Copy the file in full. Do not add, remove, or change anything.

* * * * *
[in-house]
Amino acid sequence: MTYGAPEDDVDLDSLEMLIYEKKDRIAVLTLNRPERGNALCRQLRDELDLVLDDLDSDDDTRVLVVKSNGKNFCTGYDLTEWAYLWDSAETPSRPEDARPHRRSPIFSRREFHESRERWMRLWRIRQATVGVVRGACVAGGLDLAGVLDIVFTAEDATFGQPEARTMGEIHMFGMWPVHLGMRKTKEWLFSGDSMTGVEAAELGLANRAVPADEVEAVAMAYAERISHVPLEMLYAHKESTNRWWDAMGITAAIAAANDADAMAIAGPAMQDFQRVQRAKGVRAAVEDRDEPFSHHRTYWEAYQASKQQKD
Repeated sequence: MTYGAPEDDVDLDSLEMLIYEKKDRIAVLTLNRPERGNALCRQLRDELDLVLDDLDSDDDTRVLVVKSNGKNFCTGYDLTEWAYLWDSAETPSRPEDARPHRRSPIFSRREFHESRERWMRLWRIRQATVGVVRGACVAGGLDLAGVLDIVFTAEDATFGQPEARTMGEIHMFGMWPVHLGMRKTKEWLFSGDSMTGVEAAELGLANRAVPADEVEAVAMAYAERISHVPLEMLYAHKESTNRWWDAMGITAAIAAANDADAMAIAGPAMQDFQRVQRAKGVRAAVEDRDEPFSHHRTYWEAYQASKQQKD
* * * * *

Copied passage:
[in-house]
Amino acid sequence: MTYGAPEDDVDLDSLEMLIYEKKDRIAVLTLNRPERGNALCRQLRDELDLVLDDLDSDDDTRVLVVKSNGKNFCTGYDLTEWAYLWDSAETPSRPEDARPHRRSPIFSRREFHESRERWMRLWRIRQATVGVVRGACVAGGLDLAGVLDIVFTAEDATFGQPEARTMGEIHMFGMWPVHLGMRKTKEWLFSGDSMTGVEAAELGLANRAVPADEVEAVAMAYAERISHVPLEMLYAHKESTNRWWDAMGITAAIAAANDADAMAIAGPAMQDFQRVQRAKGVRAAVEDRDEPFSHHRTYWEAYQASKQQKD
Repeated sequence: MTYGAPEDDVDLDSLEMLIYEKKDRIAVLTLNRPERGNALCRQLRDELDLVLDDLDSDDDTRVLVVKSNGKNFCTGYDLTEWAYLWDSAETPSRPEDARPHRRSPIFSRREFHESRERWMRLWRIRQATVGVVRGACVAGGLDLAGVLDIVFTAEDATFGQPEARTMGEIHMFGMWPVHLGMRKTKEWLFSGDSMTGVEAAELGLANRAVPADEVEAVAMAYAERISHVPLEMLYAHKESTNRWWDAMGITAAIAAANDADAMAIAGPAMQDFQRVQRAKGVRAAVEDRDEPFSHHRTYWEAYQASKQQKD